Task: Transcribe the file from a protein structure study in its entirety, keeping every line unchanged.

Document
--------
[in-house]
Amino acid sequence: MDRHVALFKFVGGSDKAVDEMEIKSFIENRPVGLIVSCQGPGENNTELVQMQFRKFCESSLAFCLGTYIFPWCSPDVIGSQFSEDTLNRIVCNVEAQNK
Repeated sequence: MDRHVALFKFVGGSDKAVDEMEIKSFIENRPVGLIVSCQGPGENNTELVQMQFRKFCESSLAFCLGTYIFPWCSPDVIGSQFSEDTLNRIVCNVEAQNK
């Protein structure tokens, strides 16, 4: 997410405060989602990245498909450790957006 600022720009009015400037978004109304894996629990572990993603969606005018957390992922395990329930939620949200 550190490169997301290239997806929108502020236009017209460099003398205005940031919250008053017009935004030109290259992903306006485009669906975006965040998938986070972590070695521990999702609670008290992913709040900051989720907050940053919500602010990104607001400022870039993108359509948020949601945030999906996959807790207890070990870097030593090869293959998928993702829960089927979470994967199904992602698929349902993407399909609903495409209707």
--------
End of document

[in-house]
Amino acid sequence: MDRHVALFKFVGGSDKAVDEMEIKSFIENRPVGLIVSCQGPGENNTELVQMQFRKFCESSLAFCLGTYIFPWCSPDVIGSQFSEDTLNRIVCNVEAQNK
Repeated sequence: MDRHVALFKFVGGSDKAVDEMEIKSFIENRPVGLIVSCQGPGENNTELVQMQFRKFCESSLAFCLGTYIFPWCSPDVIGSQFSEDTLNRIVCNVEAQNK
């Protein structure tokens, strides 16, 4: 997410405060989602990245498909450790957006 600022720009009015400037978004109304894996629990572990993603969606005018957390992922395990329930939620949200 550190490169997301290239997806929108502020236009017209460099003398205005940031919250008053017009935004030109290259992903306006485009669906975006965040998938986070972590070695521990999702609670008290992913709040900051989720907050940053919500602010990104607001400022870039993108359509948020949601945030999906996959807790207890070990870097030593090869293959998928993702829960089927979470994967199904992602698929349902993407399909609903495409209707």